The congregation at the weekday Masses at my new parish in Rochester prays the rosary before Mass. Many people think that the rosary is an example of repetitious prayer that is condemned in Scripture. Others think it is a boring prayer that, due to the repetition, causes the mind to wander beyond the norm. How wrong they are! The rosary is a beautiful meditation prayer that uses Scriptural scenes and stories called mysteries to enhance our devotion. Today, I’m thinking especially of the sorrowful mysteries that are the source of the meditation on Tuesdays and Fridays each week. I would like to share my personal meditations for these mysteries.
The first sorrowful mystery is the Agony in the Garden. My thoughts here are on the humanity of Jesus so evident in this scene. You would think that Jesus, who is God, could just turn off the suffer switch and coast through the next few days of his life. But no, he asks God the Father to “let this cup pass from me” as any mere human being would do in these circumstances. Imagine what you would say to God knowing that you would die from crucifixion in three days. No, Jesus became man and there is no turning off the suffer switch. He is stressed to the point of “his sweat becomes as drops of blood.”
The second sorrowful mystery is the Scourging at the Pillar. Here we imagine Jesus tied to a pillar as those assigned to the task whip him mercilessly, ripping open the skin on his back while his blood pours out onto the ground. His blood! Where else do we hear about his blood in Scripture? It is when he asks us to memorialize him by turning wine into his blood and then drinking it. On the surface, it may sound unimaginable, but let’s go deeper than the surface. Catholics know that the Sacrament of the Holy Eucharist is a wonderfully intimate encounter with the Lord … a gift that Jesus himself has said we must experience in order to be raised up on the last day.
The third sorrowful mystery is the Crowning with Thorns. Scripture tells us that the soldiers fashioned a crown of thorns and placed it on his head. Knowing that he “claimed” that he was a king, the soldiers evidently conceived of this cruel action as a joke, thinking that Jesus’ claim was itself was a joke. But Jesus’ thought, known to be uttered on the cross, was: “Father, forgive them, for they know not what they do.” The message is that when someone plays a cruel joke on us because of our faith or laughs at us because of our devotion to the Lord, we should forgive them because they do not know what they are doing.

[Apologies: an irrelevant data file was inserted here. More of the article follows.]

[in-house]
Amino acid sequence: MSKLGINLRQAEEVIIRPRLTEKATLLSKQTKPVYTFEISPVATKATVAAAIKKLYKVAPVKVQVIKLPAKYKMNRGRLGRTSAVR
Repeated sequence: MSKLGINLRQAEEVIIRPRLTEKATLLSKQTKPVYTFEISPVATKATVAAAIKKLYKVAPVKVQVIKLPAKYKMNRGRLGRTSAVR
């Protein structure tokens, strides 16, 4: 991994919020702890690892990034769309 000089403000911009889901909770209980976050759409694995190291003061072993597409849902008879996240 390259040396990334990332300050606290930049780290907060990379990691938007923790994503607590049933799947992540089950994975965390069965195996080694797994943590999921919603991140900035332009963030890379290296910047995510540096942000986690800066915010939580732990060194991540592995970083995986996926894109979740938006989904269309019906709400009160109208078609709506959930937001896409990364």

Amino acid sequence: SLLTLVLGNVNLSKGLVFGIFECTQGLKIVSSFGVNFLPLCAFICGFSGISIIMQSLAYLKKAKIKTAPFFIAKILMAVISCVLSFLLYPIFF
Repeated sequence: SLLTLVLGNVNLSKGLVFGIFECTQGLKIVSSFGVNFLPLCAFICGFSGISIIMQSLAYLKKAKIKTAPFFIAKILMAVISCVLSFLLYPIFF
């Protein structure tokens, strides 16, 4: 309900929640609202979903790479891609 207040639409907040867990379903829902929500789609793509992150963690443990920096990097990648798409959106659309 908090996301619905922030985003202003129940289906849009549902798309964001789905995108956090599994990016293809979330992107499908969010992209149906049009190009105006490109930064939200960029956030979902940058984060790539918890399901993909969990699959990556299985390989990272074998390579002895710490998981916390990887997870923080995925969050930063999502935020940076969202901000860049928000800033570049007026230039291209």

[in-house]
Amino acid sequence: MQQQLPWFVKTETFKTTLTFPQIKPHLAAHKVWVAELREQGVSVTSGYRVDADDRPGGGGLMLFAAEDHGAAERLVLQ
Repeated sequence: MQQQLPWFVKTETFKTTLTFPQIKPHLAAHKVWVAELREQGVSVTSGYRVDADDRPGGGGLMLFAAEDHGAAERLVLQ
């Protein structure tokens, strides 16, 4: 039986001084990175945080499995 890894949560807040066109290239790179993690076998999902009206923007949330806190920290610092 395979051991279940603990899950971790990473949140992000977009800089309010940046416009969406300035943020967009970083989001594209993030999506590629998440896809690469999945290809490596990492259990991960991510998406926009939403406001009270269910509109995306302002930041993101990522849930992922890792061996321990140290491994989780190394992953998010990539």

The fourth sorrowful mystery is the Carrying of the Cross. There is so much to meditate on here. Jesus, weak, hurting, and humiliated beyond belief, being forced to trudge through the streets of Jerusalem to Calvary while, halfway there, Simon of Cyrene carries the cross. He encounters the women of Jerusalem; he encounters his mother; and according to tradition, falls three times. What agony for Jesus and all who are watching, including us as we utter the rosary prayers.
The fifth sorrowful mystery is the Crucifixion. Jesus, is now nailed to the cross and slowly dying. But he has the strength to forgive the repentant sinner on the cross next to him in a lesson of forgiveness for all of us. He has the strength to tell St. John and all of us to “Behold thy mother,” referring to the Blessed Mother. And he dies, at which time a great earthquake occurs; the temple curtain is torn in two; and a soldier, piercing his side with a lance, experiences conversion seeing the blood and water gush forth from the wound.
Yes, the rosary is a meditation prayer based solidly on Scripture. What a gift!